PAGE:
Economics Minister Habeck wants to tie Brazil more closely to Germany

Salvador It is the longest trip abroad to date by Economics Minister Robert Habeck. Together with Cem Özdemir, the Green Minister for Agriculture and Food, Habeck will be on the road in Brazil and Colombia with a business delegation for six days.

The appearance of the ministerial duo is part of the South America offensive that Berlin launched with the change of government in Brazil: Since the Social Democrat Luiz Inácio Lula da Silva took office there on January 1, Federal President Walter Steinmeier, Federal Chancellor Olaf Scholz and the Ministers for the Environment, Steffi Lemke, and for Economic Cooperation, Svenja Schulze, visited Brazil.

The German government’s massive interest in Brazil contrasts with the last decade of relations between Berlin and what is by far the largest economy in Latin America. Since 2015, when Chancellor Angela Merkel traveled to Brazil with her cabinet to arrange regular government consultations with the country as a strategic partner, hardly a German minister has visited Brazil.

Raw materials, climate, energy – Germany wants to tie Brazil closely to itself

The politically questionable impeachment proceedings against President Dilma Rousseff in 2016, and finally the election of right-wing populist Jair Bolsonaro in 2018 and his catastrophic environmental policy had made Brazil a sort of no-go area for German governments.

That has now changed: Germany wants to tie Brazil closely to itself again, as has worked well for many decades. It is about securing raw materials, climate protection, supply with sustainable energies, political alliances and economic cooperation – all topics that have become immensely important with the geopolitical changes.

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“Brazil and Colombia play a key role in global climate protection,” says the Ministry of Economic Affairs. “We have to use the momentum to work closely with these partners in order to achieve our climate policy and economic policy goals.”

In fact, the timing for closer cooperation between Brazil and Germany is better than it has been for a long time. Because for the first time both countries meet again on an equal footing. Brazil needs technology to make its shrinking industry competitive again. Close ties with Europe are important for Lula’s ambitious foreign policy in order to increase Brazil’s negotiating power in the round of large emerging economies.

Ukraine war, China – South America has become economically more important

Brazil appears to be the perfect partner for the German economy in South America: “Lula wants to reunite South America behind Brazil and tacitly represent it as a regional power,” says Oliver Stuenkel, Professor of International Politics at the Fundação Getúlio Vargas University in São Paulo. “It’s an advantage for us Europeans if we now have a central contact for the continent in Brazil again.”

Because South America has become strategically more important for Germany’s economy – both because of Russia’s war against Ukraine and because of the new ice age between the USA and China. Not only because South America produces sustainable energy as well as food and raw materials that Germany urgently needs.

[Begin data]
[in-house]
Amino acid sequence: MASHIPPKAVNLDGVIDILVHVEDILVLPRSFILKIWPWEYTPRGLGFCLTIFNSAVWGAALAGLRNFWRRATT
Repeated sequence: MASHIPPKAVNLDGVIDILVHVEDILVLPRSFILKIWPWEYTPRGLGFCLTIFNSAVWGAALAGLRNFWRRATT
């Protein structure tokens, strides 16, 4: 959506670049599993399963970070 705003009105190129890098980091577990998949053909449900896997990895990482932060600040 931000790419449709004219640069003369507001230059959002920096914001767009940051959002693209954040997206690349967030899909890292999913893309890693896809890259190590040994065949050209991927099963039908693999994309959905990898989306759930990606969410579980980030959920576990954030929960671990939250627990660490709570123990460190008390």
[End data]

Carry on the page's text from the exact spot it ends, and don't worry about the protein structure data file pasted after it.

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German companies no longer need Brazil and South America just as suppliers of energy and raw materials – the region is also becoming significantly more important as a location and sales market: because if investments by German companies in China are viewed increasingly critically and could be restricted in the future, Latin America is likely to be one of the beneficiaries.

As early as 2022, Brazil and Mexico have recorded more foreign investments than they have in many years. With $91 billion in foreign investment, Brazil is the fourth recipient country in the world. Foreign corporations invested $35 billion in Mexico in 2022, more than they did seven years ago.

Trade agreement Mercosur is about to be signed

Habeck and Özdemir will therefore begin their visit to Brazil at the German-Brazilian Business Days in Belo Horizonte. This is about securing raw materials, green hydrogen, reforestation and specialist training – but also the free trade agreement between the European Union (EU) and the Mercosur countries.

The EU and the countries of the Common South American Market (Mercosur) have just agreed in Buenos Aires to present a contract that will be signed by the end of July. Brussels wants to negotiate additional environmental regulations, the South American member states want to protect their small and medium-sized businesses and only award state contracts nationally.

European Commission President Ursula von der Leyen has announced that she will be in South America in April to promote the agreement. “Concluding the agreement on the largest free trade zone would be a triumph for both Brazil and Europe,” says Stuenkel. The negotiators hope that the agreement could be ratified under Spain’s EU presidency in the second half of the year.

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The presence of Green Agriculture Minister Özdemir in Brazil is all the more important: Mercosur mainly exports agricultural products to Europe. There, environmentalists and farmers are fighting against imports from South America.

If Özdemir can be convinced of the seriousness of Brazil’s environmental and Amazon policies, he could become a key supporter of the Mercosur agreement in Europe. A stopover is therefore planned in the Amazon metropolis of Manaus, where the ministers want to visit reforestation projects before continuing on to the Colombian capital of Bogotá.

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